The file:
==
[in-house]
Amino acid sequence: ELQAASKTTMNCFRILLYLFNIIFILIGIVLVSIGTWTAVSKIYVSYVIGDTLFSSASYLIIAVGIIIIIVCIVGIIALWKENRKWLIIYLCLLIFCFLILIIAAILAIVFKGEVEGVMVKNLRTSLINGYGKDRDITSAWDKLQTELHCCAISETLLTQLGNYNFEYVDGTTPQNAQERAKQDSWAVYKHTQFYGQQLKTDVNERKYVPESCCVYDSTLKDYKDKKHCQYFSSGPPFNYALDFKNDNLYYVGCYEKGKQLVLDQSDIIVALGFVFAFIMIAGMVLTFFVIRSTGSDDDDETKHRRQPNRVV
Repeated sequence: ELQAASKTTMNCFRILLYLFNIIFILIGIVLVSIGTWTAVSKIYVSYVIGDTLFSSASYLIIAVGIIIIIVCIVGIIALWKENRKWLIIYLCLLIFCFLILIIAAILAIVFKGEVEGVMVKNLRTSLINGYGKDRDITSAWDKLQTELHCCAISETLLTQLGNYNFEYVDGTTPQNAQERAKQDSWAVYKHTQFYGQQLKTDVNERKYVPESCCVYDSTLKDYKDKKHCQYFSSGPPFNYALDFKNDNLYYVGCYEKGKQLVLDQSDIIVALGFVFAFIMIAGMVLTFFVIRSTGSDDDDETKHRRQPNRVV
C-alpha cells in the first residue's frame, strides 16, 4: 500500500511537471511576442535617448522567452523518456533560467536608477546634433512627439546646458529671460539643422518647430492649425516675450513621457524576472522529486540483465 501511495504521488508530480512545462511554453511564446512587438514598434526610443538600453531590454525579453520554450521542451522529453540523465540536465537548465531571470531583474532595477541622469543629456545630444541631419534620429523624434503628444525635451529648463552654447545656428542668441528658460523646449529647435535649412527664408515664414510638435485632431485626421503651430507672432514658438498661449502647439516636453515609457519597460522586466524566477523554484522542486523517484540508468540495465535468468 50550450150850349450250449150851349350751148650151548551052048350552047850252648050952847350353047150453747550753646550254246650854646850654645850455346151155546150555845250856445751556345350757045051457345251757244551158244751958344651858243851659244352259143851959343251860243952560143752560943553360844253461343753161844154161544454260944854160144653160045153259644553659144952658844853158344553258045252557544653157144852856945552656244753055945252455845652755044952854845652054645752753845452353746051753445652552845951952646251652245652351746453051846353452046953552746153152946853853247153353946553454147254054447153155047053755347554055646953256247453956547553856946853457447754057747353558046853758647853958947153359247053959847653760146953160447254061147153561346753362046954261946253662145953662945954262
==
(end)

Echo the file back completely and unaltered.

[in-house]
Amino acid sequence: ELQAASKTTMNCFRILLYLFNIIFILIGIVLVSIGTWTAVSKIYVSYVIGDTLFSSASYLIIAVGIIIIIVCIVGIIALWKENRKWLIIYLCLLIFCFLILIIAAILAIVFKGEVEGVMVKNLRTSLINGYGKDRDITSAWDKLQTELHCCAISETLLTQLGNYNFEYVDGTTPQNAQERAKQDSWAVYKHTQFYGQQLKTDVNERKYVPESCCVYDSTLKDYKDKKHCQYFSSGPPFNYALDFKNDNLYYVGCYEKGKQLVLDQSDIIVALGFVFAFIMIAGMVLTFFVIRSTGSDDDDETKHRRQPNRVV
Repeated sequence: ELQAASKTTMNCFRILLYLFNIIFILIGIVLVSIGTWTAVSKIYVSYVIGDTLFSSASYLIIAVGIIIIIVCIVGIIALWKENRKWLIIYLCLLIFCFLILIIAAILAIVFKGEVEGVMVKNLRTSLINGYGKDRDITSAWDKLQTELHCCAISETLLTQLGNYNFEYVDGTTPQNAQERAKQDSWAVYKHTQFYGQQLKTDVNERKYVPESCCVYDSTLKDYKDKKHCQYFSSGPPFNYALDFKNDNLYYVGCYEKGKQLVLDQSDIIVALGFVFAFIMIAGMVLTFFVIRSTGSDDDDETKHRRQPNRVV
C-alpha cells in the first residue's frame, strides 16, 4: 500500500511537471511576442535617448522567452523518456533560467536608477546634433512627439546646458529671460539643422518647430492649425516675450513621457524576472522529486540483465 501511495504521488508530480512545462511554453511564446512587438514598434526610443538600453531590454525579453520554450521542451522529453540523465540536465537548465531571470531583474532595477541622469543629456545630444541631419534620429523624434503628444525635451529648463552654447545656428542668441528658460523646449529647435535649412527664408515664414510638435485632431485626421503651430507672432514658438498661449502647439516636453515609457519597460522586466524566477523554484522542486523517484540508468540495465535468468 50550450150850349450250449150851349350751148650151548551052048350552047850252648050952847350353047150453747550753646550254246650854646850654645850455346151155546150555845250856445751556345350757045051457345251757244551158244751958344651858243851659244352259143851959343251860243952560143752560943553360844253461343753161844154161544454260944854160144653160045153259644553659144952658844853158344553258045252557544653157144852856945552656244753055945252455845652755044952854845652054645752753845452353746051753445652552845951952646251652245652351746453051846353452046953552746153152946853853247153353946553454147254054447153155047053755347554055646953256247453956547553856946853457447754057747353558046853758647853958947153359247053959847653760146953160447254061147153561346753362046954261946253662145953662945954262